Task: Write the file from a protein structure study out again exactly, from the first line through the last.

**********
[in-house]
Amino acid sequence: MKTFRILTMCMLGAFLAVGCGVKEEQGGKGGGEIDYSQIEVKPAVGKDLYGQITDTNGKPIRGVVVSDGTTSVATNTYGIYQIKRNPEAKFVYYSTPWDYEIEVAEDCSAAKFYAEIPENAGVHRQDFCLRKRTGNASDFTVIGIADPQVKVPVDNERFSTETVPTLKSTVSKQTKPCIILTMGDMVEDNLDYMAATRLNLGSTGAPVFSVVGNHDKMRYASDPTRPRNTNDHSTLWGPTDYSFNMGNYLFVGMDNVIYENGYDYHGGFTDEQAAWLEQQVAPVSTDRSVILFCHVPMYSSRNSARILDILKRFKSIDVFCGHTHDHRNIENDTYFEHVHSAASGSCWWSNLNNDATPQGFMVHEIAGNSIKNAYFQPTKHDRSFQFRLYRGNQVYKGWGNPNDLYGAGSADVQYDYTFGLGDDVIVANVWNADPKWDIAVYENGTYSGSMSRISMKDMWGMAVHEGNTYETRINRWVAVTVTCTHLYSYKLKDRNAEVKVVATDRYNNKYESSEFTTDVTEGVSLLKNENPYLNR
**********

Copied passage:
[in-house]
Amino acid sequence: MKTFRILTMCMLGAFLAVGCGVKEEQGGKGGGEIDYSQIEVKPAVGKDLYGQITDTNGKPIRGVVVSDGTTSVATNTYGIYQIKRNPEAKFVYYSTPWDYEIEVAEDCSAAKFYAEIPENAGVHRQDFCLRKRTGNASDFTVIGIADPQVKVPVDNERFSTETVPTLKSTVSKQTKPCIILTMGDMVEDNLDYMAATRLNLGSTGAPVFSVVGNHDKMRYASDPTRPRNTNDHSTLWGPTDYSFNMGNYLFVGMDNVIYENGYDYHGGFTDEQAAWLEQQVAPVSTDRSVILFCHVPMYSSRNSARILDILKRFKSIDVFCGHTHDHRNIENDTYFEHVHSAASGSCWWSNLNNDATPQGFMVHEIAGNSIKNAYFQPTKHDRSFQFRLYRGNQVYKGWGNPNDLYGAGSADVQYDYTFGLGDDVIVANVWNADPKWDIAVYENGTYSGSMSRISMKDMWGMAVHEGNTYETRINRWVAVTVTCTHLYSYKLKDRNAEVKVVATDRYNNKYESSEFTTDVTEGVSLLKNENPYLNR